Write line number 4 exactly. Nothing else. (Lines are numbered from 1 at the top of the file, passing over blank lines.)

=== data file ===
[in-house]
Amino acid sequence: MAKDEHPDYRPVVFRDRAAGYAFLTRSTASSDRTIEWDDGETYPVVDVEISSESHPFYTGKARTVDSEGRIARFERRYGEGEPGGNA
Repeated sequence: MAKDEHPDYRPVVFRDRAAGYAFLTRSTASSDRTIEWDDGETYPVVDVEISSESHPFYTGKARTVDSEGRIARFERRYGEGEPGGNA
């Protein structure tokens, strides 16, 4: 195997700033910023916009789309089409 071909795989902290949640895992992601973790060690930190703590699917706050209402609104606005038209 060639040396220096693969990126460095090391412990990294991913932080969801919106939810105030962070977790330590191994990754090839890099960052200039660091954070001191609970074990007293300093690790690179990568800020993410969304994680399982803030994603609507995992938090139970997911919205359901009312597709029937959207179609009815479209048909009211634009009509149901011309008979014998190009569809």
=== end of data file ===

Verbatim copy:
């Protein structure tokens, strides 16, 4: 195997700033910023916009789309089409 071909795989902290949640895992992601973790060690930190703590699917706050209402609104606005038209 060639040396220096693969990126460095090391412990990294991913932080969801919106939810105030962070977790330590191994990754090839890099960052200039660091954070001191609970074990007293300093690790690179990568800020993410969304994680399982803030994603609507995992938090139970997911919205359901009312597709029937959207179609009815479209048909009211634009009509149901011309008979014998190009569809």